Anyone who professes to be a ‘digital expert’ in this current age of bleeding edge technology is likely to be treated with a large dose of scepticism by both employers and recruiters.

Those with a thorough, advanced understanding of digital know that there’s surely no such thing as a ‘digital expert’. It’s simply too vast a field to become a complete authority in; a field upon which the goal posts are always moving. Candidates who insist on calling themselves ‘digital experts’ risk being lumped in with all the other ‘gurus’, ‘wizards’ and ‘czars’ that I frequently come across on LinkedIn.

As someone who has spent almost two decades recruiting for IT and Digital professionals, I have enough experience to know that it’s impossible to claim to know everything.

The many facets of digital

There are just too many roles for you to be entirely competent in all of them

I’m not sure whether there’s another industry in which the term ‘expert’ is applied so quite liberally. A General Practitioner (GP) might be able to diagnose any number of diseases but is he going to know how to perform brain surgery? This might sound like an extreme example but this is the question that ‘digital experts’ should be asking themselves. If you’re a Data Scientist are you really also an expert in JavaScript Developing? If you’re an Online Copywriter have you really maxed out your proficiency with UX Design? If you have then get in touch – we’d like to hear from you!

The digital revolution has influenced every industry and today almost every job has a digital element to it, and this statement is only going to get truer. The skills every business needs now and in the future will all have their foundation in digital. Who thought ten years ago that businesses would require a Social Media Manager, never mind a whole Social Media Team?  There are just too many roles within digital for you to be entirely competent in all of them.

Here are just some of the different sectors that we consider to be branches of the digital tree:

  • Strategy & Leadership
  • Engagement – Social, SEO, SEM, Online Advertising & Content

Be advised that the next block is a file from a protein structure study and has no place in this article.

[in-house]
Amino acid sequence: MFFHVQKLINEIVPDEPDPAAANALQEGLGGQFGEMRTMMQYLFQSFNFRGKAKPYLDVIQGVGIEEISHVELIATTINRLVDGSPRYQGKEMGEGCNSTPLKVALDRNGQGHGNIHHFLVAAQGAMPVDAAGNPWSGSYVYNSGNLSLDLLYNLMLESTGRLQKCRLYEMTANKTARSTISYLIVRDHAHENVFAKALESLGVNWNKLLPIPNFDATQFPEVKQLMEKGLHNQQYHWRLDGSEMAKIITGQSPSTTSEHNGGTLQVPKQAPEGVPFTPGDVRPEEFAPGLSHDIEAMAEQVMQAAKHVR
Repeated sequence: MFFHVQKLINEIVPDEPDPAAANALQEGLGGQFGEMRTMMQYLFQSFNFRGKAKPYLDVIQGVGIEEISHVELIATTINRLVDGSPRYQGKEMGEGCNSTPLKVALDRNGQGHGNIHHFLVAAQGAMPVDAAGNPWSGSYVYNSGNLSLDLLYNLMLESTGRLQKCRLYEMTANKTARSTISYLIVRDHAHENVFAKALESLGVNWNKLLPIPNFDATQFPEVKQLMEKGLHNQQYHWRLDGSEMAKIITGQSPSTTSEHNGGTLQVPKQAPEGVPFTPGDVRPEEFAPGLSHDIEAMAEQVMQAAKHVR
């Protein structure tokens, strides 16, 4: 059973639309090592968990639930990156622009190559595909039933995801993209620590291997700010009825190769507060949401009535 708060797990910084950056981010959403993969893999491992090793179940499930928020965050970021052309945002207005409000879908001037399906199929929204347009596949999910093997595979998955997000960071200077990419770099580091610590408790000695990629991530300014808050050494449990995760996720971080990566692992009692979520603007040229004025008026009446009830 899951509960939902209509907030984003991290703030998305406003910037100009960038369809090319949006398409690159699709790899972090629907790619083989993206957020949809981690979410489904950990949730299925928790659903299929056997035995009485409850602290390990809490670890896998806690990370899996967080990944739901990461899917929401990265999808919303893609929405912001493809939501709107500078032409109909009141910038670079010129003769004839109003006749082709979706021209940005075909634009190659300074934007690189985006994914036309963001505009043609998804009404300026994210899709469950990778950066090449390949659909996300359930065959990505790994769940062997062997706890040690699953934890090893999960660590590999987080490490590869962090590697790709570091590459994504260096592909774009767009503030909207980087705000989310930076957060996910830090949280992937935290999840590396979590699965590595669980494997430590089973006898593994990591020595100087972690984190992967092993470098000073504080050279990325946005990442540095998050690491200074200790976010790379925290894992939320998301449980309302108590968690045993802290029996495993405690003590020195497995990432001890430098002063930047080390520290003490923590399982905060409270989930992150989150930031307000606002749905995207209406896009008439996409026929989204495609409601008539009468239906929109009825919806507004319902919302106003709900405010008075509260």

• Design – UX/CX/UI
  • Delivery – Front End, Full Stack Development, Apps and Mobile Development
  • Data Analytics – Big Data/Business Intelligence/Data Warehousing/Data Science

The sheer range of roles within these areas is staggering. Skills associated with websites and other client interfaces, Content, Social Marketing, Online Media and SEM/SEO/RTB, and Data Analytics can all link together to form what is a honeycombed matrix of digital capability. Not to mention that there are, sprawling from these main sectors, many more specific, smaller roles. Using the above as a checklist, could you honestly say that you’re an accomplished expert in all of these fields?

Don’t be a generalist

Don’t be a generalist; be specific about your capabilities

The truth of the matter is that by declaring yourself to be an expert in an area as broad as ‘digital’ you risk being dismissed as, not just naïve, but also a generalist. It’s much more impressive to be a Master of one trade than a Jack of all; there are very few employers who give recruiters a brief to find someone who knows a little bit about everything, but everything about nothing.

So, the message here is don’t be a generalist; instead be specific about your capabilities. By being up front and honest about your skillset you’re more likely to be contacted by recruiters and employers alike. It’s always tempting to try and make yourself stand out by describing yourself in a slightly embellished or fun way but it’s not profile views you’re looking for – it’s a job offer. Recruiters and employers will have a far easier time matching up their job description against your skillset if you’re exact about what it is that you specialise in. It’s by creating a comprehensive, detailed profile that you’ll differentiate yourself from the competition, not by making exaggerated claims.

Streamline the hiring process and make it as painless as possible for all involved by being precise – this is advice for both candidates and employers.

Bringing it all together

The real expert is the person who realises where their limits are

The real expert is the person who realises where their specific skills lie and where their limits are. ‘Digital’ is so pervasive and endlessly evolving that it’s disingenuous to describe yourself as a ‘digital expert’. Be precise about exactly what it is you specialise in and you greatly increase the likelihood of finding yourself not just any role, but a relevant one.

At Hays we’ve accounted for the evolving nature of all roles that fall under the umbrella of ‘digital’, and have adjusted our recruitment profiling strategy accordingly. From digital strategists to web analytics, implementation consultants to producers, and UX designers to web and back-end developers, we have the digital recruiting expertise required to find and connect highly-skilled digital professionals with blue-chip organisations consultancies and agencies – just make sure your profile is specific enough so we can find you!

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As a member of the Operations Management team across Australia and New Zealand, Adam is responsible for the strategic direction of the Hays Information Technology specialism across the region. His responsibilities include driving our growth within the sector including Digital Software Development, Projects & Business Change, IT Operations & Support.

As Senior Regional Director for NSW Adam also has operational responsibility for Hays Construction & Property, Hays Information Technology, Hays Energy, Hays Oil & Gas, Hays Logistics and Hays Manufacturing and Operations as well as our offices in Parramatta, Wollongong and Newcastle.